The Duality accelerator lends a heaping dose of credibility to the nascent field.
The University of Chicago and a consortium of prominent labs in the area just launched the first startup accelerator in the country dedicated entirely to quantum computers and other related tech.
Quantum computing, as a field, has been sort of stuck in the realm of "cool but not very practical" for years. Duality, as the accelerator's called, gives businesses trying to leverage quantum tech access to some of the greatest minds and facilities in the quantum space, The Washington Post reports, in a bid to finally jumpstart the field to the point of creating stuff that's actually useful.
As it stands right now, quantum computing researchers will typically need to rent time on experimental computers operated by giant companies like IBM. But participating in the accelerator, WaPo reports, would give access to the Argonne National Lab, the Fermi National Lab, as well as facilities at the University of Chicago and Illinois.
Having their own dedicated space — and the mentorship to make good use of it — will likely make a huge difference as the quantum computing field continues to find its footing.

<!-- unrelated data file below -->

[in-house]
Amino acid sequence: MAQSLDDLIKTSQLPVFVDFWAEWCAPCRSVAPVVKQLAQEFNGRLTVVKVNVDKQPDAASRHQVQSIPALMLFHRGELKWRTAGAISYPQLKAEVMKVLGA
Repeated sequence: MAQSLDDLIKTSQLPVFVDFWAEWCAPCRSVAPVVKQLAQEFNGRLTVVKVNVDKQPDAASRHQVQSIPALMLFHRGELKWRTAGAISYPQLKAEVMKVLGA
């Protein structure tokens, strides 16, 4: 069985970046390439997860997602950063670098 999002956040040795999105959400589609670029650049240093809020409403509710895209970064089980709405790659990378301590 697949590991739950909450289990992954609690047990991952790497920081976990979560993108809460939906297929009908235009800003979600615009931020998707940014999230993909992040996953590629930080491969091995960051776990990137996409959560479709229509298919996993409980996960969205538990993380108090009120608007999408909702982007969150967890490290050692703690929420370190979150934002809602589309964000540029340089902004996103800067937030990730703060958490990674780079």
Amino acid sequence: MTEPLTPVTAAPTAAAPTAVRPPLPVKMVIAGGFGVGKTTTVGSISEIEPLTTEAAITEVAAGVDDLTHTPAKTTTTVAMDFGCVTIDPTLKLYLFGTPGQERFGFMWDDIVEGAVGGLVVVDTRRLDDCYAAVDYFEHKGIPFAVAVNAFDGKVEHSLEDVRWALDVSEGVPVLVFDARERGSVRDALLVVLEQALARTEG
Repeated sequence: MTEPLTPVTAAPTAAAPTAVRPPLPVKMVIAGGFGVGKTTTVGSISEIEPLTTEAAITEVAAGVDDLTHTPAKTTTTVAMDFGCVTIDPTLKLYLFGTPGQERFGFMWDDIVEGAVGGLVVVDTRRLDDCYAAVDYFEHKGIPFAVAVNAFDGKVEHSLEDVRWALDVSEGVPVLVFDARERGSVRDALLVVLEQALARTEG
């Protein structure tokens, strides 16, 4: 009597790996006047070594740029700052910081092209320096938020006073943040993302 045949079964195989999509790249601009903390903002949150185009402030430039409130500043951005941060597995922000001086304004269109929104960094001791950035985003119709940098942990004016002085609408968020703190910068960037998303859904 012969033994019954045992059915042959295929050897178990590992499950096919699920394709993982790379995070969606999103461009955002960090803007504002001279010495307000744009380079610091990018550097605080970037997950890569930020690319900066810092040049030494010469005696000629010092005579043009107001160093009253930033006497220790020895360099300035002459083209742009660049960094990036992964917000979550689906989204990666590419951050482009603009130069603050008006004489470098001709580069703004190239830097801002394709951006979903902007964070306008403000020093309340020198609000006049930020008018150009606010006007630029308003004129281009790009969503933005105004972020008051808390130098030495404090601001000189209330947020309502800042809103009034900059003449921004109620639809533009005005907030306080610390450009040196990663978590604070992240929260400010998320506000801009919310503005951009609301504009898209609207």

"For the first time we have real hardware, real machines that have been built. At the same time those machines are very error-prone," University of Chicago researcher Fred Chong told WaPo. "While there is a lot of potential, it is extremely hard to get them to solve real problems right now."
Of course, throwing money at quantum tech doesn't mean it'll just suddenly start working. But these projects it are going to result in viable tech, programs like Duality will likely play an important part in getting them there — and people in the field are getting excited.
"I kind of liken what's going on with quantum right now to what was going on with the Internet in the early '90s," Dan Caruso, executive chairman of the quantum tech firm ColdQuanta, told WaPo. “Quantum is going from being something most people haven’t heard about … to rapidly transitioning into the beginning of the commercial phase."
READ MORE: Quantum technology emerges from the lab to spark a mini start-up boom [The Washington Post]
More on quantum tech: The World’s First Practical Quantum Computer May Be Just Five Years Away
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